outside Kenya with no funding. It's not easy, but we feel like we're on, on a more sustainable approach to hack this. We don't shy away from funding, but then again, we also don't sort of apply. And what I mean by that is... we already have a vision of how we want to do this.

[00:25:14] So we typically would go and ask, Hey, do you want to join us on this quest?

And this is how we plan to build this and all that. Rather than seeing opportunities, than trying to apply for that funding because often they don't align with our values or they wouldn't, for example, allow us to monetize eventually.

[00:25:30] So for us, what's important is that we find partners who care about our

approach because our approach is more on creative centered empowerment rather

than just putting our projects out there. Or for the artists to deal with XR content for a while because they had access to the equipment since they no longer have access to it, they can't deal with it anymore. So, we are trying to find a sustainable way to also still support some of these artists. And our former cohorts, we're still working with them in various ways in research and development, in clientele work and things like that.

[00:26:07] And we're hoping this year that we can take it a step, level higher, where we

can do possibly a bigger cohort, possibly do greater marketing, have access to different markets. Then hopefully next year we'll be doing our first ticketing XR experience, which is extremely exciting to see what the African market is willing to pay for an XR experience by an artist they love.

[00:26:31] I think that information is very important, not just in Kenya, but also in other

African countries that are doing XR so that, that way minus the funding, people are able to kind of have these XR experiences that you can pay for and have access to in that sort of way.

[00:26:47] Adrian Jankowiak: Hmm. Yeah, that's really interesting because the things you did with craft reality, the street art and and so on. We need to understand as artists what we can do with it and going back to where you touched on at the beginning, now Google's street view has opened up the AR API.

[00:27:04] Right? The sdk, sorry. So it is basically you can create art and we're kind of

going into this space where we're gonna have our reality, which is the reality around us. And then once we look through an augmented lens, whether that's a phone or a headset, we're going to see a totally different world around us.

[00:27:23] And all we might see is some Pokemon through Pokemon Go, but there's going to be so much more in, in this virtual world around us. So it's really great that

you guys are building that and building the capacity for people to create with it. Have you found any of the designers have used the skills you've taught them so far?

[00:27:42] Gotten into making projects?

[00:27:45] Walid Kilonzi: Currently, we ended up having to go in depth with some of these designers and digital artists. They were more curious and some of them were more curious and wanted more access to some of these tools and some of our partners. So what we decided to do is kind of have a quiet in-house training that is more in depth for them to kind of build that capacity.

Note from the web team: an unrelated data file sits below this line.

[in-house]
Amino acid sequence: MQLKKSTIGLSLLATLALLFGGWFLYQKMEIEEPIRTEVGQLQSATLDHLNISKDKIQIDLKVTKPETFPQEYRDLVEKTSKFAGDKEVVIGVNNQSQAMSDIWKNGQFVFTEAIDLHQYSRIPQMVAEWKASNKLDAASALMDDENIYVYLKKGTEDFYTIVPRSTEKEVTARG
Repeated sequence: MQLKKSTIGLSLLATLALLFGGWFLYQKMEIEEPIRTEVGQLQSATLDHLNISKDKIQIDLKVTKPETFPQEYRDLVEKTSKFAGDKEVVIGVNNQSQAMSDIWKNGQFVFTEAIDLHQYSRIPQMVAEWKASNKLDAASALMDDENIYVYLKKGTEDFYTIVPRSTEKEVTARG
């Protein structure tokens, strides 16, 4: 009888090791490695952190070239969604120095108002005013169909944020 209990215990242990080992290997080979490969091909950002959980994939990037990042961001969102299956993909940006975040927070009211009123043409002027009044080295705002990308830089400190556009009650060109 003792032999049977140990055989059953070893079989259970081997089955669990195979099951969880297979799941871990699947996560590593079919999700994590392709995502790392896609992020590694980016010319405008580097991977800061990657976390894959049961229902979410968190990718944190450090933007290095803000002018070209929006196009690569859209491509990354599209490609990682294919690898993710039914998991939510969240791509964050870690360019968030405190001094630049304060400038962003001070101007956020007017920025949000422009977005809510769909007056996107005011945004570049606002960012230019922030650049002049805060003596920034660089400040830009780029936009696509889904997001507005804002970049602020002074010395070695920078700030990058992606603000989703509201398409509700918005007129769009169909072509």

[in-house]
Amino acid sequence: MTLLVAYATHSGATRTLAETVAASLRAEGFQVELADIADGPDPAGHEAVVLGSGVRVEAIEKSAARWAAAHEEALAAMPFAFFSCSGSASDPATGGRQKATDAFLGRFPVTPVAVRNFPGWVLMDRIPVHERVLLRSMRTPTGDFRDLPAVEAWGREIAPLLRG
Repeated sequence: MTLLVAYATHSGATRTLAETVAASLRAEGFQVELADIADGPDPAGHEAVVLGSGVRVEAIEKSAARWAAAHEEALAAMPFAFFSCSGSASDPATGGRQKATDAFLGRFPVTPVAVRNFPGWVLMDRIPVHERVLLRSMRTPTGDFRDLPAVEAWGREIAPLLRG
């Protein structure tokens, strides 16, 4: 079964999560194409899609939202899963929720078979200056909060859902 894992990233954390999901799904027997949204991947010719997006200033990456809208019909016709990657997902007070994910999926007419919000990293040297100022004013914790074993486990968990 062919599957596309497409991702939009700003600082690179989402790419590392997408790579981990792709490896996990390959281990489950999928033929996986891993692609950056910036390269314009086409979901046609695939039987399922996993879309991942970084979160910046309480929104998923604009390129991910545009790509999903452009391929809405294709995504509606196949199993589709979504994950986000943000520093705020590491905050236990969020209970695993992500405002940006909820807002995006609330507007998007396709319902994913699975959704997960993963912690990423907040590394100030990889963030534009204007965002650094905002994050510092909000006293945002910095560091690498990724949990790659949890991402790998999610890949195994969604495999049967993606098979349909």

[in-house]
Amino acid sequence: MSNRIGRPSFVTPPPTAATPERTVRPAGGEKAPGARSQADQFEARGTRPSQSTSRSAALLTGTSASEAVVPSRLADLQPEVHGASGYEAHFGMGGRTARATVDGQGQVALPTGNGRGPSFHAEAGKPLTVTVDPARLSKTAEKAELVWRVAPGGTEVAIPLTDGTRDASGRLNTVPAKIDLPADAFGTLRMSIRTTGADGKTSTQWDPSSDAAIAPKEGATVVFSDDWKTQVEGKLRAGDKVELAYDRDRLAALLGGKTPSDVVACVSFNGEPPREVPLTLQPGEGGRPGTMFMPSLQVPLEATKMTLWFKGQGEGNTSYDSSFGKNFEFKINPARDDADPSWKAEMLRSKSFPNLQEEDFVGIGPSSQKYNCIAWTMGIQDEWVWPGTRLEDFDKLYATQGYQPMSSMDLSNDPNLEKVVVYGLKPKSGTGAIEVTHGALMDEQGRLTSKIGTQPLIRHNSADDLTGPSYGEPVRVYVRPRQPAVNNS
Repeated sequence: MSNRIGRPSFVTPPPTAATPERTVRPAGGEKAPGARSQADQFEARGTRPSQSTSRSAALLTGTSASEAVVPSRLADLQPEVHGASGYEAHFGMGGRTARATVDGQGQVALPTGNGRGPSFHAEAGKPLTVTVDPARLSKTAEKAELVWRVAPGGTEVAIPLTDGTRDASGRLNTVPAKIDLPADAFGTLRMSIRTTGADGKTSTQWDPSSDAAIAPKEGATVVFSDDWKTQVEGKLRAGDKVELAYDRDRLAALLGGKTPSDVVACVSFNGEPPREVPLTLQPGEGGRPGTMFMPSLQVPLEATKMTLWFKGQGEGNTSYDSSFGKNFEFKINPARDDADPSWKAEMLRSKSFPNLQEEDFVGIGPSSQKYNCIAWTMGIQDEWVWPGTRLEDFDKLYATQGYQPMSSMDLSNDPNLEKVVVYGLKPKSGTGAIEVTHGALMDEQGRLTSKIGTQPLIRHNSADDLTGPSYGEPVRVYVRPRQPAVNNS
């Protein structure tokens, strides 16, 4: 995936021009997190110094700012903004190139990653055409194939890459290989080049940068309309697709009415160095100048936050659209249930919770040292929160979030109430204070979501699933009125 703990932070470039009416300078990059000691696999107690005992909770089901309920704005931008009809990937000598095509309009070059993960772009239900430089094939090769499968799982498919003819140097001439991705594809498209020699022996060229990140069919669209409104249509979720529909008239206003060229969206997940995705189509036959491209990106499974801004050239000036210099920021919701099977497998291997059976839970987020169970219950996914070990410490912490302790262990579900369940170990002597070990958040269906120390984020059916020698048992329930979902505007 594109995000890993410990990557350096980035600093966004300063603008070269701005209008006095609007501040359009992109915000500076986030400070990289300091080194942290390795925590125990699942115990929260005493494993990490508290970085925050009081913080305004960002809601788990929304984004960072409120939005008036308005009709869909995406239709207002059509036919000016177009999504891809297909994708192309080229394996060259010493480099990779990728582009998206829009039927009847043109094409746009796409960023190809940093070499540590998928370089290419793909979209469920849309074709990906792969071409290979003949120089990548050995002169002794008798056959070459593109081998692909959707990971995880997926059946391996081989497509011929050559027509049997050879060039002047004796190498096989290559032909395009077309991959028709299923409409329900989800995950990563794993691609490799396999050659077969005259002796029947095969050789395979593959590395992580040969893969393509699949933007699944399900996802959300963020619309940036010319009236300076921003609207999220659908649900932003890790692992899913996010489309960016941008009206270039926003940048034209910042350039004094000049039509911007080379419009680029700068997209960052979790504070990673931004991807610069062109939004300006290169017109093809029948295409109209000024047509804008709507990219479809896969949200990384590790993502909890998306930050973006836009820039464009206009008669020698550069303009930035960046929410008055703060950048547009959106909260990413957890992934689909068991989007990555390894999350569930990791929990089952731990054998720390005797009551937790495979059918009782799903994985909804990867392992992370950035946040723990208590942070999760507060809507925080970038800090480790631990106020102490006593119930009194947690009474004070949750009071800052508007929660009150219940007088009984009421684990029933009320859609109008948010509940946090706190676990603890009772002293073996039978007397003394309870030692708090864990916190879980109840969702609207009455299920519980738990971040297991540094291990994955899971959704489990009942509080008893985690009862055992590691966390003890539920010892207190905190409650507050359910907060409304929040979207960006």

[00:28:08] We're glad to say that even some of them have made some money, around that. So it's not a lot of money that they've made. I won't say it's millions or anything

like that, but it's a beginning that fine. Can I monetize this fast than number two? Can I make an entire art experience? So there are some who we are currently still holding their hands for them to kind of still explore, experiment, before they get their first, you know, XR exhibition, solo exhibition. I can't make any promises on their behalf that they're going to do anything anytime soon. It would be my joy that they do but I think we're on track for something very exciting sometime next year.

[00:28:51] Adrian Jankowiak: Nice. Great. Have you got anything else you'd like to share or any questions?

[00:28:57] Walid Kilonzi: Later on this year, we will be doing mostly projects around heritage. We are partnering with other friendly competitors to do exciting. It's a matter of just people being able to be supportive of some of these XR companies, not just ours. Show up at these events, you know, give us feedback.

[00:29:16] That's very important because we do these things cause of you guys. We are

always keen to listen to ideas. And anybody who's kind of curious about XR, we really welcome them to kind of just come and see and explore what this thing is about, what they'd like to build and see how we can support with our resources and time that we have.

[00:29:36] So yeah, I think this is going to be a very exciting year and we typically have

a tagline where we say we create original African realities that are true to the African people and their labors. And that is our responsibility that we take very seriously. So we hope that this year that we continue creating these realities that are true to the African people and the work that they do in terms of the commercial work that we do.

[00:29:59] And also in terms of craft reality- when it comes to whatever realities our

artists or our cohorts kind of decide to make.

[00:30:06] Adrian Jankowiak: Great. Well, I'm excited as well. Really excited to see where the industry goes as a whole and where you guys are taking it as well. It's standing out and hopefully we can collaborate. I'd love to see more museums. You talk about heritage exhibitions. You know, you walk into a heritage site and you shouldn't have to carry a piece of paper with you.

[00:30:30] That sounds exciting and really wishing you an amazing, amazing year. I know we'll see each other hopefully soon at one of these events, one of us is organizing.

[00:30:40] Walid Kilonzi: Definitely. Thank you so much.

[00:30:42] Adrian Jankowiak: Thank you. You have a great day. Thanks for joining.

[00:30:45] Walid Kilonzi: Bye.

[00:30:46] Adrian Jankowiak: Cheers. Cheers.

Episode Credits

Produced by Nairobi Design

Host: Adrian Jankowiak

Producer: David King'ori

Shorts & Artwork: David King'ori

Music: Ngalah Oreyo (@ngalah_oreyo) and Mercy Barno (@merc.b_)